An enthusiastic 19-year-old, budding Indiana Jones runs the museum in Philipsburg, St. Maarten

We went back to the hotel to change, then headed out to do some museum hopping. First up was the local historical museum. Their extensive and informative website got my hopes up. The displays were interesting, with artifacts from St. Maarten’s Arawak Indian days, through the colonial periods when the Dutch, Spanish, English, and French warred for control of the island. It also covered more recent History up till modern times. There were extensive sections on slavery in St. Maarten, as well as the various rum and indigo industries.

The “Yoda Guy” Exhibit wouldn’t look out of place on the planet of Tatooine

A 19-year-old man seemed to be the local authority, a budding young Indiana Jones who had explored the breadth of the island’s historical sights. He entertained all half-dozen or so visitors with a PowerPoint he’d created to cover St. Maarten’s history. His passion was for the archeological sites on the island, many of which he had scoured the overgrowth and vegetation for signs of himself. He liked to use his drone to help him find the sites his research told him about. He was quick to admit when he wasn’t 100% sure of whether he had truly discovered the factory he was looking for or not. The presentation went on for a bit longer than the average attendee would probably want, but it was enjoyable listening to his passion for history and his confidence in addressing the visitors at his young age.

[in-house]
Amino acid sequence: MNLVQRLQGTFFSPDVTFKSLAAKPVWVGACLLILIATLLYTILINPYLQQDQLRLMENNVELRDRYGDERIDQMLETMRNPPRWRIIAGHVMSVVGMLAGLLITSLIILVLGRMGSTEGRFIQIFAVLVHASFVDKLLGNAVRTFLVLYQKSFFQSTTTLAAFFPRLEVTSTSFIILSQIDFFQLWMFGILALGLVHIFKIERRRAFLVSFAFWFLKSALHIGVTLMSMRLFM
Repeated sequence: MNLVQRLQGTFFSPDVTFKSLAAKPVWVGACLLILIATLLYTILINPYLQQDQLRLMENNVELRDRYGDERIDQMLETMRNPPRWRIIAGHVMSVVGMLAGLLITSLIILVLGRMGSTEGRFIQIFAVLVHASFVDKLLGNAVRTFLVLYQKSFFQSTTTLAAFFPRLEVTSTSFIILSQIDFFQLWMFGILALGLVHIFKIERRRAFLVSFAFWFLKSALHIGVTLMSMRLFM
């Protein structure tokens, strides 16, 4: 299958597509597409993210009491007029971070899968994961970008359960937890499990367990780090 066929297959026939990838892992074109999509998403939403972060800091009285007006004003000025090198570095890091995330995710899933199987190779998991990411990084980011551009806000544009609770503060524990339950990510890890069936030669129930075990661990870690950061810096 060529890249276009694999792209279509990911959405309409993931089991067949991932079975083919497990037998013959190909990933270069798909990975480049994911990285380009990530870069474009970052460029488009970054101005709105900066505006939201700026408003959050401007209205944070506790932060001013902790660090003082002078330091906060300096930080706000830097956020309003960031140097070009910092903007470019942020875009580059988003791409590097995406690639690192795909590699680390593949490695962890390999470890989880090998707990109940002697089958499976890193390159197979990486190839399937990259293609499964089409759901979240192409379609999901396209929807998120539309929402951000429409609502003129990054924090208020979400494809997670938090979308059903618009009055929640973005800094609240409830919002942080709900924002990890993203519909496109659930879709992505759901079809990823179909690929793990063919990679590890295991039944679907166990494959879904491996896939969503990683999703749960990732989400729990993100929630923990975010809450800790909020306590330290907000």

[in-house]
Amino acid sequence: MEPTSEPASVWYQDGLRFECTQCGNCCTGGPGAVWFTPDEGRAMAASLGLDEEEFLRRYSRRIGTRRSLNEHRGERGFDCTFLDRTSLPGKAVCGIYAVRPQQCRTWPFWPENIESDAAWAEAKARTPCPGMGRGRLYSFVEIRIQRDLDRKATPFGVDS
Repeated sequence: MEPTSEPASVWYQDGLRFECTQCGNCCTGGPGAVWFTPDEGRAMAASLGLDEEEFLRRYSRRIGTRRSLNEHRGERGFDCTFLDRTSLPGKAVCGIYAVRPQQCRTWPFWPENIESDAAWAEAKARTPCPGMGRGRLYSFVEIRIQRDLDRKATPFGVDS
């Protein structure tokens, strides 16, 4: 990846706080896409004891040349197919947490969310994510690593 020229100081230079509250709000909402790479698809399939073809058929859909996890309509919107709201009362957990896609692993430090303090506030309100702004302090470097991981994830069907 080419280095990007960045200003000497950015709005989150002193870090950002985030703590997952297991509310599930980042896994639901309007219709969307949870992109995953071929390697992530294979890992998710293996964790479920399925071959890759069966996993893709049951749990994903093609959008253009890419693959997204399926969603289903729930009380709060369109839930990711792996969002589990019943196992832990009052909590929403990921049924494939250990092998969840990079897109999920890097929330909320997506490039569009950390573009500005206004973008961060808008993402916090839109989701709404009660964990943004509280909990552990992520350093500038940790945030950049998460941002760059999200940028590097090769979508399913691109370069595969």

One of the many creatures Museum director Nick Maley worked on was the beloved character, Yoda, fo course

The next museum was one I originally wasn’t sure I wanted to go to, but the reviews were all spectacular. The “Yoda Guy” Movie Exhibit is the brainchild and labor of love of Nick Maley, the man who designed or helped create many of the creatures from the Star Wars movies. As the museum’s name suggests, he was pivotal in bringing the beloved Yoda to life. He worked on more than just the Star Wars movies, being part of nearly 60 science fiction, fantasy, or horror movies.

An amazing amount of props, memorabilia, and mementos of the Star Wars movies is inside the exhibit

Maley has stocked the surprisingly sprawling museum with a huge variety of exhibits. These include mannequins dressed in the authentic costumes from the movies, story boards from the Star Wars films, and video players with clips looping interviewing Maley or his colleagues on the movies, including the actor who portrayed Darth Vader. There are some exhibits covering movie magic in films he didn’t work on but whose story is pivotal, such as Terminator 2. His passion for film making comes through on every exhibit. He hopes his story and exhibit will inspire the next generation of youth to follow his footsteps in a career he has obviously treasured.